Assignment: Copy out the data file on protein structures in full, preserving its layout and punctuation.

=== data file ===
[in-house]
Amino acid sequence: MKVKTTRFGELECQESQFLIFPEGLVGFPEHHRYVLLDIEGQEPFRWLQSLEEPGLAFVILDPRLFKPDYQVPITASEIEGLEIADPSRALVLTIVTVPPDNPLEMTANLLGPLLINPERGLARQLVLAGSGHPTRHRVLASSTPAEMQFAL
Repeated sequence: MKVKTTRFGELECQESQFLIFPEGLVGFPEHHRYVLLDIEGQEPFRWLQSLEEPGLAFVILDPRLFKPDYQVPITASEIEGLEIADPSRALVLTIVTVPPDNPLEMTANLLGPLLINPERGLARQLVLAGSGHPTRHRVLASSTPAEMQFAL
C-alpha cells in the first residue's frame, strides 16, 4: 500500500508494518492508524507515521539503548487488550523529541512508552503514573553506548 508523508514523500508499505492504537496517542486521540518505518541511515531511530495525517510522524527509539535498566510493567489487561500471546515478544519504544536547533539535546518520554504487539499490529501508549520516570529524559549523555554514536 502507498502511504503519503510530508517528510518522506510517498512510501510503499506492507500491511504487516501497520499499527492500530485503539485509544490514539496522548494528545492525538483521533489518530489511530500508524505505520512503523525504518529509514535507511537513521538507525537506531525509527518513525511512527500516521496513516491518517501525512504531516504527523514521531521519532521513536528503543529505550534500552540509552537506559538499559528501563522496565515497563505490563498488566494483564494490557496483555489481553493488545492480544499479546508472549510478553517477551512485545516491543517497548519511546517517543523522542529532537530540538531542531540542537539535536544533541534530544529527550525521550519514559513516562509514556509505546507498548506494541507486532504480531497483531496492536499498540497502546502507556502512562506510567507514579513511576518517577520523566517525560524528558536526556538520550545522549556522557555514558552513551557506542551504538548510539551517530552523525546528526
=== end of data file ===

[in-house]
Amino acid sequence: MKVKTTRFGELECQESQFLIFPEGLVGFPEHHRYVLLDIEGQEPFRWLQSLEEPGLAFVILDPRLFKPDYQVPITASEIEGLEIADPSRALVLTIVTVPPDNPLEMTANLLGPLLINPERGLARQLVLAGSGHPTRHRVLASSTPAEMQFAL
Repeated sequence: MKVKTTRFGELECQESQFLIFPEGLVGFPEHHRYVLLDIEGQEPFRWLQSLEEPGLAFVILDPRLFKPDYQVPITASEIEGLEIADPSRALVLTIVTVPPDNPLEMTANLLGPLLINPERGLARQLVLAGSGHPTRHRVLASSTPAEMQFAL
C-alpha cells in the first residue's frame, strides 16, 4: 500500500508494518492508524507515521539503548487488550523529541512508552503514573553506548 508523508514523500508499505492504537496517542486521540518505518541511515531511530495525517510522524527509539535498566510493567489487561500471546515478544519504544536547533539535546518520554504487539499490529501508549520516570529524559549523555554514536 502507498502511504503519503510530508517528510518522506510517498512510501510503499506492507500491511504487516501497520499499527492500530485503539485509544490514539496522548494528545492525538483521533489518530489511530500508524505505520512503523525504518529509514535507511537513521538507525537506531525509527518513525511512527500516521496513516491518517501525512504531516504527523514521531521519532521513536528503543529505550534500552540509552537506559538499559528501563522496565515497563505490563498488566494483564494490557496483555489481553493488545492480544499479546508472549510478553517477551512485545516491543517497548519511546517517543523522542529532537530540538531542531540542537539535536544533541534530544529527550525521550519514559513516562509514556509505546507498548506494541507486532504480531497483531496492536499498540497502546502507556502512562506510567507514579513511576518517577520523566517525560524528558536526556538520550545522549556522557555514558552513551557506542551504538548510539551517530552523525546528526